Professor Drummond has made many invaluable contributions to Canada's space program over the course of his career as a leading national and international space scientist. In 1979, he joined the Physics Department at the University of Toronto, where he was a faculty member for 27 years. He then took on the role of Canada Research Chair in Remote Sounding of Atmospheres in the Department of Physics and Atmospheric Science at Dalhousie University. His lifelong work has allowed Canada to play an important role in understanding the causes of climate change, particularly in the Arctic.
Dr. Drummond is best known in the space community for his successful leadership as the Principal Investigator of the Canadian Measurement of Pollution in the Troposphere (MOPITT) instrument from conception to launch to more than 20 years in orbit. MOPITT launched on NASA's Terra satellite in 1999. Its measurements of carbon monoxide enabled the first long-term global maps of carbon monoxide concentrations in the troposphere, led to over 500 publications, and helped advance our understanding of global pollution.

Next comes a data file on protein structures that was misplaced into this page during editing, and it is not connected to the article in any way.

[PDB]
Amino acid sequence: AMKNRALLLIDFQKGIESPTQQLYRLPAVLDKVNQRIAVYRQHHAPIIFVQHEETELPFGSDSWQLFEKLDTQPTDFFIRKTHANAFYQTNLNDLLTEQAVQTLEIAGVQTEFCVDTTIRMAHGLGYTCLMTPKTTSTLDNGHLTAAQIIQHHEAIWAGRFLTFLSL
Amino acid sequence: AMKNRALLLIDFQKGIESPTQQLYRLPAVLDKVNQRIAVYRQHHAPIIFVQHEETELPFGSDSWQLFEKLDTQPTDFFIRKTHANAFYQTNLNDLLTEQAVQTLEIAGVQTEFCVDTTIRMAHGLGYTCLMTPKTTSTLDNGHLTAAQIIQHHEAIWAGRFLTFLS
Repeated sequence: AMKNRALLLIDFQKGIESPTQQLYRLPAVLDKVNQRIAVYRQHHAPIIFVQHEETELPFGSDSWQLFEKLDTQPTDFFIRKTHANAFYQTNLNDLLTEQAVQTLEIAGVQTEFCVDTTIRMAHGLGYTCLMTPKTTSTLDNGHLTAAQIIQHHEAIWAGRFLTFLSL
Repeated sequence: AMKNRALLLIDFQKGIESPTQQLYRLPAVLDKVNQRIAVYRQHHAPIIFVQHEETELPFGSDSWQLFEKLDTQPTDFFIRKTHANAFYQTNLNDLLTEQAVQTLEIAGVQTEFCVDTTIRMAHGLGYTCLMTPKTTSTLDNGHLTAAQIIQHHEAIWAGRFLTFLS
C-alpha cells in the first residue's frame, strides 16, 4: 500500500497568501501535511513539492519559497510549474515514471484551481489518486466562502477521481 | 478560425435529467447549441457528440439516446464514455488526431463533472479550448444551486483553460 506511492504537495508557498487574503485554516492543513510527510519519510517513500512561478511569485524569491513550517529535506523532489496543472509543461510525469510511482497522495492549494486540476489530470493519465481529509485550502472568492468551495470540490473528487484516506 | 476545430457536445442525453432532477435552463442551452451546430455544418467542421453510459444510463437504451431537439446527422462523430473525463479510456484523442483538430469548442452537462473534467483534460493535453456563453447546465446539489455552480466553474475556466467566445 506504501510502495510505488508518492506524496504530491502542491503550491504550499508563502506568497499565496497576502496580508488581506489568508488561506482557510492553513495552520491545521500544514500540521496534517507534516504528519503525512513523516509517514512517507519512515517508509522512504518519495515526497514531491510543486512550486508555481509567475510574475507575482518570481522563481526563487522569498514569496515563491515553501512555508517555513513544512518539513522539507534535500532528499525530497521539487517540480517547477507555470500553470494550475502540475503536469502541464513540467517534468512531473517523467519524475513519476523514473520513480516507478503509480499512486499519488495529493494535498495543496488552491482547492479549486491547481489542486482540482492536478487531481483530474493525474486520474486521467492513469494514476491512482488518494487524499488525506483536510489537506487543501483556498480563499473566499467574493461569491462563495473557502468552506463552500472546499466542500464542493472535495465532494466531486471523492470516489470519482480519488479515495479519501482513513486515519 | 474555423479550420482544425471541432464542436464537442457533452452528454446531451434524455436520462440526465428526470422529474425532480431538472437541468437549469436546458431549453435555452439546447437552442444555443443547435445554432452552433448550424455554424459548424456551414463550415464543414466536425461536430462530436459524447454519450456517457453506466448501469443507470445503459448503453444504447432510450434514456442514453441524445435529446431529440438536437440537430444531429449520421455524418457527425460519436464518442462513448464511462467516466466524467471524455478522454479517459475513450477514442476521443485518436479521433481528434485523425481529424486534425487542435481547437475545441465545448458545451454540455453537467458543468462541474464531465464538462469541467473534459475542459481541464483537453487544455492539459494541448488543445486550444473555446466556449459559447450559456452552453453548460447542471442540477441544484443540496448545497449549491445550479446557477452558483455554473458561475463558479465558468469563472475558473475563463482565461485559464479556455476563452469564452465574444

In addition to his extraordinary work with MOPITT, Dr. Drummond is Co-Investigator of the instruments on the Canadian SCISAT satellite; Principal Investigator of the Polar Environment Atmospheric Research Laboratory in Eureka, Nunavut; the founding president of the Canadian Network of Northern Research Operators; the Chair of the Forum of Arctic Research Operators; and the Canadian representative to several international organizations.
Nominated by Kimberly Strong, Chair, Department of Physics, University of Toronto